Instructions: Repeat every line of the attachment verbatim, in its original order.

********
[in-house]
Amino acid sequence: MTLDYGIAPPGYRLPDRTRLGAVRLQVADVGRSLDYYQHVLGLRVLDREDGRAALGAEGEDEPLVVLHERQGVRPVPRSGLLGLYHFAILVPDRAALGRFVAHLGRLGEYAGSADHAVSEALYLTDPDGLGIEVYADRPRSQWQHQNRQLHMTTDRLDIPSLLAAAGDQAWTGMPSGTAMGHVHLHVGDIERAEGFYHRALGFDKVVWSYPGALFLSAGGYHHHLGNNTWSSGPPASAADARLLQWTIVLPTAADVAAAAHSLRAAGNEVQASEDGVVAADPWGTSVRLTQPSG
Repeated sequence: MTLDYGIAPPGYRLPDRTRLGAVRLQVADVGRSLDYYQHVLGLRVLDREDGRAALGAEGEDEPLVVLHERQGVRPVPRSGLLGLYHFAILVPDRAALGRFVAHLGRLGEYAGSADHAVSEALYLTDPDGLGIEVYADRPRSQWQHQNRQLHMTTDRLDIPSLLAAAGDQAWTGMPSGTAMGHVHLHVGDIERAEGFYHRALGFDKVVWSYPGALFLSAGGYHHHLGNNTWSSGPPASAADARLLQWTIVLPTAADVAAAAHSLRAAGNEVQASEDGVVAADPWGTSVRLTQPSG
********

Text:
[in-house]
Amino acid sequence: MTLDYGIAPPGYRLPDRTRLGAVRLQVADVGRSLDYYQHVLGLRVLDREDGRAALGAEGEDEPLVVLHERQGVRPVPRSGLLGLYHFAILVPDRAALGRFVAHLGRLGEYAGSADHAVSEALYLTDPDGLGIEVYADRPRSQWQHQNRQLHMTTDRLDIPSLLAAAGDQAWTGMPSGTAMGHVHLHVGDIERAEGFYHRALGFDKVVWSYPGALFLSAGGYHHHLGNNTWSSGPPASAADARLLQWTIVLPTAADVAAAAHSLRAAGNEVQASEDGVVAADPWGTSVRLTQPSG
Repeated sequence: MTLDYGIAPPGYRLPDRTRLGAVRLQVADVGRSLDYYQHVLGLRVLDREDGRAALGAEGEDEPLVVLHERQGVRPVPRSGLLGLYHFAILVPDRAALGRFVAHLGRLGEYAGSADHAVSEALYLTDPDGLGIEVYADRPRSQWQHQNRQLHMTTDRLDIPSLLAAAGDQAWTGMPSGTAMGHVHLHVGDIERAEGFYHRALGFDKVVWSYPGALFLSAGGYHHHLGNNTWSSGPPASAADARLLQWTIVLPTAADVAAAAHSLRAAGNEVQASEDGVVAADPWGTSVRLTQPSG